Lydia Mondy is a freelance writer with absolutely zero ‘gangster’ qualities. Unless you count her penchant for pinstripes and bourbon. You can find her blogging about everything from her Jem obsession to the big business behind all things ‘geeky
Beware: There be spoilers ahead.
I am a big fan of Loki, and not just the superb version in Marvel’s cinematic universe, but also the original. The one in the Poetic Edda, who is the Norse God of Fire and Mischief. Who is known as Loki Silvertongue and The Trickster. So I decided to pick up Marvel’s newest Loki story, Loki: Agent of Asgard. I went in, having read a preview of the series, with some pretty high expectations. I definitely wasn’t disappointed.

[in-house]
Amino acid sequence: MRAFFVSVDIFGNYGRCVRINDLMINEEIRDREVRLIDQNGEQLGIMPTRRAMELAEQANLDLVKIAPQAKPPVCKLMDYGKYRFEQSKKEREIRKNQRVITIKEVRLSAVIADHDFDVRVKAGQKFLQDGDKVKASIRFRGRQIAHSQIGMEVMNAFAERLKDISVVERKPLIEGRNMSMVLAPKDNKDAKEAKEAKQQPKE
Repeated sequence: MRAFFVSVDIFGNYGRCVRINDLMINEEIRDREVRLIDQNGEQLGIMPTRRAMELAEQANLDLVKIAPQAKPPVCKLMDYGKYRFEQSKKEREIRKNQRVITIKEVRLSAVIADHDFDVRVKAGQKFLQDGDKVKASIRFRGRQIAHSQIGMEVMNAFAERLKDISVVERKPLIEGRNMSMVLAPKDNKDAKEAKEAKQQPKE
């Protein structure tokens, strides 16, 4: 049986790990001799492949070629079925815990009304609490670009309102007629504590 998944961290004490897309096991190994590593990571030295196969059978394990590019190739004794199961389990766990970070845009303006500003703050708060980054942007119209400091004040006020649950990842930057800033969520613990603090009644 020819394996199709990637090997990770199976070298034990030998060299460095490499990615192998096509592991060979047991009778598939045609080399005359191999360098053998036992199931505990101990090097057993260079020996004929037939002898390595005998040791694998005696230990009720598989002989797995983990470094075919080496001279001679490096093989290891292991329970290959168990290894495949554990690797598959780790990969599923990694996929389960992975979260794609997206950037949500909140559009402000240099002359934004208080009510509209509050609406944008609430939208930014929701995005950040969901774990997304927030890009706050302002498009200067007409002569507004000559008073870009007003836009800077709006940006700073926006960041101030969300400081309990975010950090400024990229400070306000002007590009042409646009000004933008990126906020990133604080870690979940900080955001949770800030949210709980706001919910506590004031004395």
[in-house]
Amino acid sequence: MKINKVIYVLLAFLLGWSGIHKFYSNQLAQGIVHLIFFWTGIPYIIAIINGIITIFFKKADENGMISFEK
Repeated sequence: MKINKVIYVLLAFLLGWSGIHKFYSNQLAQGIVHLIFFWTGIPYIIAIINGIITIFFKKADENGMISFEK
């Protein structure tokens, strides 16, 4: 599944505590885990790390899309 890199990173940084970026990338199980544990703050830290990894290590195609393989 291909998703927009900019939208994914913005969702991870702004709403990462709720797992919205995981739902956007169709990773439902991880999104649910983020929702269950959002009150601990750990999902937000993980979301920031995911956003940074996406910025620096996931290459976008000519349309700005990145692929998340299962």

The issue begins with Loki stabbing Thor in the back as he says, “Trust me,” to the reader. It’s such a classic Loki/Thor moment that the reader assumes Loki has a nefarious purpose. It turns out he had a purpose but it wasn’t really nefarious, just self-serving. As a somewhat newly-minted teenager, Loki is attempting to purge all the evil he committed and replace it with acts of good. Of course being Loki, he goes about it in his own special way. Including singing a Loki-ed version of The Wizard and I from Wicked, that I think shows some real promise, running up the side of Avengers tower in stolen Seven League boots and a coat made from shadow thread, and hacking the internet to delete all traces of his old self.